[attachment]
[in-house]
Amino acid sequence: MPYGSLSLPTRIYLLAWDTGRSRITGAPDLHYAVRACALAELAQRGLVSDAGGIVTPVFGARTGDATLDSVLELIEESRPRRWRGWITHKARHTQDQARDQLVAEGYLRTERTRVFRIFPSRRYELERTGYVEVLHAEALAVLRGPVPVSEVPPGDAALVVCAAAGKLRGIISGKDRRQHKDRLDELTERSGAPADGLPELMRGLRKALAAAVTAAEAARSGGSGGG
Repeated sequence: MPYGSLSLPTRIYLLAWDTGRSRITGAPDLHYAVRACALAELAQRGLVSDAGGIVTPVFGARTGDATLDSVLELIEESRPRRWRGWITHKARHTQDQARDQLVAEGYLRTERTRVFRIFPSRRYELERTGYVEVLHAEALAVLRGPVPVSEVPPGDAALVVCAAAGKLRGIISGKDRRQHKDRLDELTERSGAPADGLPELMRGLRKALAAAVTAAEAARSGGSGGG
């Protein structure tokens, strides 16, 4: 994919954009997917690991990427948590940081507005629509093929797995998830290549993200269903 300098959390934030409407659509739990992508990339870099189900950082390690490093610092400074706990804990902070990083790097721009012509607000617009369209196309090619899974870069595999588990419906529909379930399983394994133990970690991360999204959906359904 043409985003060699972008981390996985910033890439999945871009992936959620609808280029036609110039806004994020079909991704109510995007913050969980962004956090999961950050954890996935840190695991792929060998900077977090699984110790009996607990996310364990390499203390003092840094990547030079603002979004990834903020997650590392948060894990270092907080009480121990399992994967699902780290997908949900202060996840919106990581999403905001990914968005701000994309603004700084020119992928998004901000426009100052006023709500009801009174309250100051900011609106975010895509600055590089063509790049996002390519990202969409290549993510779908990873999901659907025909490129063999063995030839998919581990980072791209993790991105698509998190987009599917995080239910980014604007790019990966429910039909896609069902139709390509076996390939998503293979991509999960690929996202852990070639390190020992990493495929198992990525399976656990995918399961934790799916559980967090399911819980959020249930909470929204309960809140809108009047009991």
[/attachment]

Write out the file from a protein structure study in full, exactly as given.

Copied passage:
[in-house]
Amino acid sequence: MPYGSLSLPTRIYLLAWDTGRSRITGAPDLHYAVRACALAELAQRGLVSDAGGIVTPVFGARTGDATLDSVLELIEESRPRRWRGWITHKARHTQDQARDQLVAEGYLRTERTRVFRIFPSRRYELERTGYVEVLHAEALAVLRGPVPVSEVPPGDAALVVCAAAGKLRGIISGKDRRQHKDRLDELTERSGAPADGLPELMRGLRKALAAAVTAAEAARSGGSGGG
Repeated sequence: MPYGSLSLPTRIYLLAWDTGRSRITGAPDLHYAVRACALAELAQRGLVSDAGGIVTPVFGARTGDATLDSVLELIEESRPRRWRGWITHKARHTQDQARDQLVAEGYLRTERTRVFRIFPSRRYELERTGYVEVLHAEALAVLRGPVPVSEVPPGDAALVVCAAAGKLRGIISGKDRRQHKDRLDELTERSGAPADGLPELMRGLRKALAAAVTAAEAARSGGSGGG
């Protein structure tokens, strides 16, 4: 994919954009997917690991990427948590940081507005629509093929797995998830290549993200269903 300098959390934030409407659509739990992508990339870099189900950082390690490093610092400074706990804990902070990083790097721009012509607000617009369209196309090619899974870069595999588990419906529909379930399983394994133990970690991360999204959906359904 043409985003060699972008981390996985910033890439999945871009992936959620609808280029036609110039806004994020079909991704109510995007913050969980962004956090999961950050954890996935840190695991792929060998900077977090699984110790009996607990996310364990390499203390003092840094990547030079603002979004990834903020997650590392948060894990270092907080009480121990399992994967699902780290997908949900202060996840919106990581999403905001990914968005701000994309603004700084020119992928998004901000426009100052006023709500009801009174309250100051900011609106975010895509600055590089063509790049996002390519990202969409290549993510779908990873999901659907025909490129063999063995030839998919581990980072791209993790991105698509998190987009599917995080239910980014604007790019990966429910039909896609069902139709390509076996390939998503293979991509999960690929996202852990070639390190020992990493495929198992990525399976656990995918399961934790799916559980967090399911819980959020249930909470929204309960809140809108009047009991």